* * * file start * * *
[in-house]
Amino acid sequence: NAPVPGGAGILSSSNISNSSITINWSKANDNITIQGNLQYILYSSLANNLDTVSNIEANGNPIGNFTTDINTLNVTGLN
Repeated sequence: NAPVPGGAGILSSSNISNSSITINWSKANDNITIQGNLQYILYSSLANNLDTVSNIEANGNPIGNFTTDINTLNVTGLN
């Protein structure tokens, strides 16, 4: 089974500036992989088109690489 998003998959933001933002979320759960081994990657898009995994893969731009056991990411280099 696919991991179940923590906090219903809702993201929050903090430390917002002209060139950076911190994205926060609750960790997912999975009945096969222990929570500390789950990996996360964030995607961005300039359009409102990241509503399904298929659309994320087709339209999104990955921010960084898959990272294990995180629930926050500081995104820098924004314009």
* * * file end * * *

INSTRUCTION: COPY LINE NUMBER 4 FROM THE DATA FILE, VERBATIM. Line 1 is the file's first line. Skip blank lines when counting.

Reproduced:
């Protein structure tokens, strides 16, 4: 089974500036992989088109690489 998003998959933001933002979320759960081994990657898009995994893969731009056991990411280099 696919991991179940923590906090219903809702993201929050903090430390917002002209060139950076911190994205926060609750960790997912999975009945096969222990929570500390789950990996996360964030995607961005300039359009409102990241509503399904298929659309994320087709339209999104990955921010960084898959990272294990995180629930926050500081995104820098924004314009």